They came from Kansas. Well, originally, they came from the deserts of Africa. But these guys -- these ostriches -- came from Kansas. And they came to Canterbury Park on Sunday afternoon to race with jockeys on their backs.

Which raises the question: Who in his right mind would want to ride a giant bird known for its wily temperament and lethal leg kicks?

Scratch that. After taking one look at the massive crowd Sunday, here's a better question: Who wouldn't want to watch them race?

For the second annual "Extreme Race Day," the Shakopee horse track pulled in an estimated 15,000 curious onlookers. While horses raced all day, the crowd came to see a different kind of thoroughbred. And they'd only get one chance -- yep, one race to decide the faster ostrich in Minnesota (by way of Kansas).

Ostriches are strange beasts. They have huge eyes hidden behind long eyelashes. Some stand 8 feet tall, with slender necks and bushy black feathers on their wings and back. Their gigantic legs aren't as prissy: Unlike those of smaller birds, these legs are more comparable to a velociraptor from "Jurassic Park." They were made for running. Top speed: 40 miles an hour.

The five ostriches pacing inside Canterbury's stables Sunday morning didn't necessarily look like racing animals, but then again, they didn't really look like they cared either way. When they weren't pecking at the shiny objects on their handler -- rings and belt buckles -- they were just kind of spaced out, as if to say, "What the heck am I doing here?"

The guy who knows them best, Joe Hedrick, brought them 600 miles from his exotic-animal farm in Nickerson, Kansas. Hedrick is an old rodeo clown who's grown a successful business out of petting zoos and weird animal races. This weekend he had pig races in other states, and camels later in the afternoon at Canterbury.

But there's nothing like running ostriches. Hedrick will be the first to tell you: "These guys are pretty mellow, but an ostrich that hasn't been worked with can be very cantankerous. They can kill you. And if they catch you out in the open, you can't outrun them."

Yikes. But since acquiring a small group in the 1970s, he's continued to raise them and gotten fairly close.

"You know that movie 'The Horse Whisperer,' well, there's a lot of people who have been doing that with animals their whole lives -- we just didn't write a book," he said.

So he would be the ostrich whisperer? Whatever the case, he cares for them. Even when there was money in it, he didn't farm them for their leather.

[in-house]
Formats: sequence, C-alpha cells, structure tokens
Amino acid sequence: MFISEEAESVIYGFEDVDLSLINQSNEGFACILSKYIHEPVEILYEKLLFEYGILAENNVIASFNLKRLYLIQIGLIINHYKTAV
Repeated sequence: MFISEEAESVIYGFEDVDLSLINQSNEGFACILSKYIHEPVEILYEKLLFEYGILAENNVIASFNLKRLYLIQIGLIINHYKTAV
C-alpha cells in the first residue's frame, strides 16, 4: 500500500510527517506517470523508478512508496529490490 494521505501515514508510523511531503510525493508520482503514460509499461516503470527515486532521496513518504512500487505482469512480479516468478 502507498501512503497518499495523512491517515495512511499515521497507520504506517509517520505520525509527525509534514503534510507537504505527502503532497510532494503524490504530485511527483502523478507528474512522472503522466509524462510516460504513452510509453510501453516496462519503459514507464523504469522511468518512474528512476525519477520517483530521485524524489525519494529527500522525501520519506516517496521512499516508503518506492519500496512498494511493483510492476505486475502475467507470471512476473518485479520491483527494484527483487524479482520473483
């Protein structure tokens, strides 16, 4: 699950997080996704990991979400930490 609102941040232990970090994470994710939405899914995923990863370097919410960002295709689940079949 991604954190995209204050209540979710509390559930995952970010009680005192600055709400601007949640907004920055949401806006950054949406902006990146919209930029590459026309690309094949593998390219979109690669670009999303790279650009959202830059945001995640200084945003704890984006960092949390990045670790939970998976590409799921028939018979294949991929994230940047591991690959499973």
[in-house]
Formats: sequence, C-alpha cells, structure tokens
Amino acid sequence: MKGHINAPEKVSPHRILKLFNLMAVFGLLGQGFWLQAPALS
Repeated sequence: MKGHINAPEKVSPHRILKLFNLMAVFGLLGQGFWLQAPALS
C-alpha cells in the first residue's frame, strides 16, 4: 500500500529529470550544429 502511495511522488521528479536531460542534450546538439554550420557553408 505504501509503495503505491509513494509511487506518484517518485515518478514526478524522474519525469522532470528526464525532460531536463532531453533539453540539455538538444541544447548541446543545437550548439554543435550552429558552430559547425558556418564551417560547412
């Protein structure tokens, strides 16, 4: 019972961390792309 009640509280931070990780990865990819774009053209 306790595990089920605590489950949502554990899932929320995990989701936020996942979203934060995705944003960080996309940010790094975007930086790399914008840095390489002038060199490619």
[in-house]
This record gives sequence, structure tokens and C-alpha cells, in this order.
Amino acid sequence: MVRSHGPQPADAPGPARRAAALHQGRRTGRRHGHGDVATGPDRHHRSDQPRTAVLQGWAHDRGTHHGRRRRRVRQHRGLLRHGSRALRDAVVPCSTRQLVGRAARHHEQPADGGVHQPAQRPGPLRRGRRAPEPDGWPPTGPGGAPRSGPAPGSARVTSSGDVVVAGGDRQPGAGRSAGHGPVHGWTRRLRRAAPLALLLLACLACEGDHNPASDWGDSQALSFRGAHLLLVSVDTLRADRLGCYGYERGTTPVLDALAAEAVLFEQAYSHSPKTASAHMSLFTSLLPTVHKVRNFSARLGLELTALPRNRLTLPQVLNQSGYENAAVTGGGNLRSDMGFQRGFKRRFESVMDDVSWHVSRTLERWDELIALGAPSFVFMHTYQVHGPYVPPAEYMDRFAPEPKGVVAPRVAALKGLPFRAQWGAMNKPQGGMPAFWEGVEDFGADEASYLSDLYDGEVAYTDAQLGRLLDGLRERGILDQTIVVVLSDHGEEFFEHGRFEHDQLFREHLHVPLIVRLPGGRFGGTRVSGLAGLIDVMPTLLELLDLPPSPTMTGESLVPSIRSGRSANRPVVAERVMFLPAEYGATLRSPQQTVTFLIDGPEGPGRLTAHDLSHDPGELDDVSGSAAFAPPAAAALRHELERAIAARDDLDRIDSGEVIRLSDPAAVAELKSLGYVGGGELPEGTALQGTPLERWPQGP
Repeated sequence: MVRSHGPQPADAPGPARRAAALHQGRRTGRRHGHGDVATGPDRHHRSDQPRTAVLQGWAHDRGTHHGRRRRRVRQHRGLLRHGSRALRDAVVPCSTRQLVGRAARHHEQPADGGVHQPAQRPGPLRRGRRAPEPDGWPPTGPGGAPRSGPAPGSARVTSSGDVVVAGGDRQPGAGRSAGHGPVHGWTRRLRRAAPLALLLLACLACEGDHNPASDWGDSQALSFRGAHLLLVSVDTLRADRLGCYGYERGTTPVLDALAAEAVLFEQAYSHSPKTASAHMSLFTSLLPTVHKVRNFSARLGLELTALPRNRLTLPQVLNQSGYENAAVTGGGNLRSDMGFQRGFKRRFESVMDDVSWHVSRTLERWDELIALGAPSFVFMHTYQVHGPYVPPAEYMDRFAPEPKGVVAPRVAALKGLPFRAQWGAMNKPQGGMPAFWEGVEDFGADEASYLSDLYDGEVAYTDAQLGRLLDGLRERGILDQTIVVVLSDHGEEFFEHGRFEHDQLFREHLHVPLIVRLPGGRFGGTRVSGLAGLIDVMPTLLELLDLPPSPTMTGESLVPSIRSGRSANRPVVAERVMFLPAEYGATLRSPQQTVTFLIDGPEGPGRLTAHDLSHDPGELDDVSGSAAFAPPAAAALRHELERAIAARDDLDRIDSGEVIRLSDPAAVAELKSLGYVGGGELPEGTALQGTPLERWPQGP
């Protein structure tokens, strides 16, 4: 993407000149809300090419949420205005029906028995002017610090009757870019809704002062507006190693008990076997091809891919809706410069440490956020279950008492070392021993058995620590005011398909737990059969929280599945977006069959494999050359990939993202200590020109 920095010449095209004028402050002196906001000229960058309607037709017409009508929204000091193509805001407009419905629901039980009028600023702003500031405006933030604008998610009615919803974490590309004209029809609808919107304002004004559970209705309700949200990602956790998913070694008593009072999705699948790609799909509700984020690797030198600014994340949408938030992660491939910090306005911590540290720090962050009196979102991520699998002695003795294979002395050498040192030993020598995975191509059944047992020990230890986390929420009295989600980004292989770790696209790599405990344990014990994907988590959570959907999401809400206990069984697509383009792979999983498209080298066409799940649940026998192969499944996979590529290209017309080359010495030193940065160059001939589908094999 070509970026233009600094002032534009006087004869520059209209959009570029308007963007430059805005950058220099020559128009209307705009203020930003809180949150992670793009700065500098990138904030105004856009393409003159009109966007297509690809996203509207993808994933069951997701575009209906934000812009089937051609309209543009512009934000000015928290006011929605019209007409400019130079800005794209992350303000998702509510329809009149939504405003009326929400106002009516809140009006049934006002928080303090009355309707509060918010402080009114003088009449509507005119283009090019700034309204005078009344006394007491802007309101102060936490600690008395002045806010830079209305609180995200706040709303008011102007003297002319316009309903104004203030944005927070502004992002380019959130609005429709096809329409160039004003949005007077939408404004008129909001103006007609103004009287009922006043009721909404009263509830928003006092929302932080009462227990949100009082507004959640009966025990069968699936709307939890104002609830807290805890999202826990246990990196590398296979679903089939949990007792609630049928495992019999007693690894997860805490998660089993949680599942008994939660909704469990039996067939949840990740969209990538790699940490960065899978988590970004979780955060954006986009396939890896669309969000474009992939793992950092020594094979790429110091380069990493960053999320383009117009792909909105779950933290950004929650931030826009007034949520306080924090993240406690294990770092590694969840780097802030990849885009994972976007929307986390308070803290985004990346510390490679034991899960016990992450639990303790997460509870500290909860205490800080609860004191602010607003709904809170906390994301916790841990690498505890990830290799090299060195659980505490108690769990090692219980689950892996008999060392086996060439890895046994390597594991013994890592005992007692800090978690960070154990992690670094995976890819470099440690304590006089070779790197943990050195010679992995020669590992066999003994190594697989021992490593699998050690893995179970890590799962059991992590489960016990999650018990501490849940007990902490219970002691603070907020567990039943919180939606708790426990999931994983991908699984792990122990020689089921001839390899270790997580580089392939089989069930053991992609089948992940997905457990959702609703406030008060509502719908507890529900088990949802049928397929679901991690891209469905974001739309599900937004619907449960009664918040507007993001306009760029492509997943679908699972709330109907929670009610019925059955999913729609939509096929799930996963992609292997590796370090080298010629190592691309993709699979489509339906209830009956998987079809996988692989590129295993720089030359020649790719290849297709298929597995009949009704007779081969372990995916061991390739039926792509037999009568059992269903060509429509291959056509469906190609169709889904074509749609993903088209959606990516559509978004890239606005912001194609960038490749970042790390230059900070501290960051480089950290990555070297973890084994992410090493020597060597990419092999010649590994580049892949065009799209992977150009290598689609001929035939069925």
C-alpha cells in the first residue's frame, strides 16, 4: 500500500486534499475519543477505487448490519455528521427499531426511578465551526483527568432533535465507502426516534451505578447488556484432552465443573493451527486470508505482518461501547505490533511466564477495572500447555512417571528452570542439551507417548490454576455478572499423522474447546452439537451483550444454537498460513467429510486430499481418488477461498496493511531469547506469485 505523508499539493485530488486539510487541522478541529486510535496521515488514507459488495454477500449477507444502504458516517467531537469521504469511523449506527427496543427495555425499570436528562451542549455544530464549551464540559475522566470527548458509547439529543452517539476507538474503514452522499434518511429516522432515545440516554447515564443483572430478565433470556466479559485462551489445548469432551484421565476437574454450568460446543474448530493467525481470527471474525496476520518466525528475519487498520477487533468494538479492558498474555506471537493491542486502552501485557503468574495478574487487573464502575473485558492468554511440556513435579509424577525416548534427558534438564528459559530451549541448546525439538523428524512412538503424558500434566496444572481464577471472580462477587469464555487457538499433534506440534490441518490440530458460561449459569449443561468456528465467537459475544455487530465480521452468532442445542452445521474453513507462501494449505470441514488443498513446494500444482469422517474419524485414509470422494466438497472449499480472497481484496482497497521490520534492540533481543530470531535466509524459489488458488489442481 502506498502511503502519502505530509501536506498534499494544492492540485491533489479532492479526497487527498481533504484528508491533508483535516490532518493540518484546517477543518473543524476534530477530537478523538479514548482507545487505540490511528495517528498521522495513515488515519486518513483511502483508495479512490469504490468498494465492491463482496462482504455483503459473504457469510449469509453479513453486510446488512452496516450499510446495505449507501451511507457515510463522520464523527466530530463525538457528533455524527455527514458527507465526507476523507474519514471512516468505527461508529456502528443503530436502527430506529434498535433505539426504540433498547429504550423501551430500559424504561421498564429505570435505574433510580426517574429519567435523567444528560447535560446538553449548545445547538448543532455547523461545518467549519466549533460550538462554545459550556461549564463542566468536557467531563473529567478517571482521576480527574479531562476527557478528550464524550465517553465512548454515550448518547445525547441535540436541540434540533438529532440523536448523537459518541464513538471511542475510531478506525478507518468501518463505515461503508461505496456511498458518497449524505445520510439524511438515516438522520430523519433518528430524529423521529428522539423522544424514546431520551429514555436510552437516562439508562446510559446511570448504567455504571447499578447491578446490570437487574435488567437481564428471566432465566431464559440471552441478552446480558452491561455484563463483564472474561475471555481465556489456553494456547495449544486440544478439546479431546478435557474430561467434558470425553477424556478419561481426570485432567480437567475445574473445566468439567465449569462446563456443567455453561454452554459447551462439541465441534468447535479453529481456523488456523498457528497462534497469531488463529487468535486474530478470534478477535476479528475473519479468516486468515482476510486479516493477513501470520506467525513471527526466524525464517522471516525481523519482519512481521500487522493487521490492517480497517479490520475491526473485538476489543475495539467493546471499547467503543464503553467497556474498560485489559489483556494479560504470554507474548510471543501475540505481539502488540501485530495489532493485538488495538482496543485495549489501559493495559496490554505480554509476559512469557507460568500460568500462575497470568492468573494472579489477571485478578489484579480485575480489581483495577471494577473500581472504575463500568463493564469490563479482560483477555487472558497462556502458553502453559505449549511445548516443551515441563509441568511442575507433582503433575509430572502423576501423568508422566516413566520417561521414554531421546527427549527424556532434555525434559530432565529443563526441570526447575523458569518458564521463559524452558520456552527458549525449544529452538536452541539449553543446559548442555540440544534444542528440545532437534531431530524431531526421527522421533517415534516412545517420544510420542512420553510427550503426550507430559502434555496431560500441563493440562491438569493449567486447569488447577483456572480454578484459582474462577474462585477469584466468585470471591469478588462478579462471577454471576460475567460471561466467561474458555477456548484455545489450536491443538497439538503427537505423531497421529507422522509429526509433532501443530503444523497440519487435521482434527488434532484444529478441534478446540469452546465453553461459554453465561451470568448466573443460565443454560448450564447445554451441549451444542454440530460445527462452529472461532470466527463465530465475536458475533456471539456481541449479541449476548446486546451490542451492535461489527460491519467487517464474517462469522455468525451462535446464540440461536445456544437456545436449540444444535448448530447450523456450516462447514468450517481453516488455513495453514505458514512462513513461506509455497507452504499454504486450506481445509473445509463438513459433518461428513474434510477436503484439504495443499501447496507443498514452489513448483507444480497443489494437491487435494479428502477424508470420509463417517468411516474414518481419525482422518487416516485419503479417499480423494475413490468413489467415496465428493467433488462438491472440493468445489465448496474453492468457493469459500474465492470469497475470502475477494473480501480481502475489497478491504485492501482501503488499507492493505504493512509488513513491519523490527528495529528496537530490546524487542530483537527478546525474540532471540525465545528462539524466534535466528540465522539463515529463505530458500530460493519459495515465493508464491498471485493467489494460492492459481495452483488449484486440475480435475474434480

He's even gotten a couple bruises from his beloved birds. They kick hard. "Mmm-hmph, and it hurts," he said.

If you think keeping them in line might be hard, try riding them. Jockey Keith Davis was the winner of last year's "Extreme Race Day." This veteran horse jockey said it feels like riding a giant football.

"It's weird, because in the gate, they can turn their head all the way around and look at you," he said. "So I had to turn his head back around and off we went."

At this year's race, the stands were packed by midday, as people feverishly waited for the ostriches to come out. At about 2:45 p.m. they were shuttled onto the dirt track and funneled into the starting gate. The crowd murmured with excitement as ostrich heads frantically bobbed up and down behind the metal bars.

Suddenly there was a "bam!" The gates flew open and five lumbering birds with little men on their backs burst onto the track. Immediately one ostrich -- Curl Beak -- did a somersault, sending his jockey to the ground. The other four dashed for the 100-yard finish line. Jockey Davis slid off Secrechariot at the half-way point, his dreams of a repeat win destroyed. Victory was within reach for Da Wing Man, but his jockey slid off, too.

When the dust settled from all those falling jockeys, the win went to Brown Bird, whose rider -- the only woman in the bunch -- clung for dear life.

So as soon as it started, it was finished. For the adults in the crowd, it was worth a chuckle. Chris Simons of New Prague probably summed it up best: "Pretty good for a 30-second stunt."

But for the kids? It was pure ecstasy. All 4-year-old Jaxson Moon could say was this:

"I love ost-er-iches!"

Don't we all?

Tom Horgen • 612-673-7909